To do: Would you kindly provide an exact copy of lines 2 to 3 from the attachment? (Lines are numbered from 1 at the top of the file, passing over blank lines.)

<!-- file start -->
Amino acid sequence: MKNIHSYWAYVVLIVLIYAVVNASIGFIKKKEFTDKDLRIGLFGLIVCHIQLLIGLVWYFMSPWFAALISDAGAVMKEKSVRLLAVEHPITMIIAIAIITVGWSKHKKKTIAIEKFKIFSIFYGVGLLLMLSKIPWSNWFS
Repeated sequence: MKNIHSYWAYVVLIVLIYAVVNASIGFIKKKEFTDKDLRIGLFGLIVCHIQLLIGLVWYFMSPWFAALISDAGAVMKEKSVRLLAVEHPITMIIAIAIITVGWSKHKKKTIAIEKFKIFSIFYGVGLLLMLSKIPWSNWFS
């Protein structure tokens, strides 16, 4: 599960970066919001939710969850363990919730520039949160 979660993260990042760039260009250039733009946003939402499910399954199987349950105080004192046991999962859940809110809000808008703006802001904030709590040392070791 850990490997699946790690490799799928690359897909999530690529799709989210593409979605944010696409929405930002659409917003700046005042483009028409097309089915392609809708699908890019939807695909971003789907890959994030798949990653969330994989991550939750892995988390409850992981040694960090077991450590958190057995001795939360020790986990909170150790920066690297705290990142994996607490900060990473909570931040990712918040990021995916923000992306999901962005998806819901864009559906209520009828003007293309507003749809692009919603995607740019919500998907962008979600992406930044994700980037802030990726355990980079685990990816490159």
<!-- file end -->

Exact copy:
Repeated sequence: MKNIHSYWAYVVLIVLIYAVVNASIGFIKKKEFTDKDLRIGLFGLIVCHIQLLIGLVWYFMSPWFAALISDAGAVMKEKSVRLLAVEHPITMIIAIAIITVGWSKHKKKTIAIEKFKIFSIFYGVGLLLMLSKIPWSNWFS
């Protein structure tokens, strides 16, 4: 599960970066919001939710969850363990919730520039949160 979660993260990042760039260009250039733009946003939402499910399954199987349950105080004192046991999962859940809110809000808008703006802001904030709590040392070791 850990490997699946790690490799799928690359897909999530690529799709989210593409979605944010696409929405930002659409917003700046005042483009028409097309089915392609809708699908890019939807695909971003789907890959994030798949990653969330994989991550939750892995988390409850992981040694960090077991450590958190057995001795939360020790986990909170150790920066690297705290990142994996607490900060990473909570931040990712918040990021995916923000992306999901962005998806819901864009559906209520009828003007293309507003749809692009919603995607740019919500998907962008979600992406930044994700980037802030990726355990980079685990990816490159």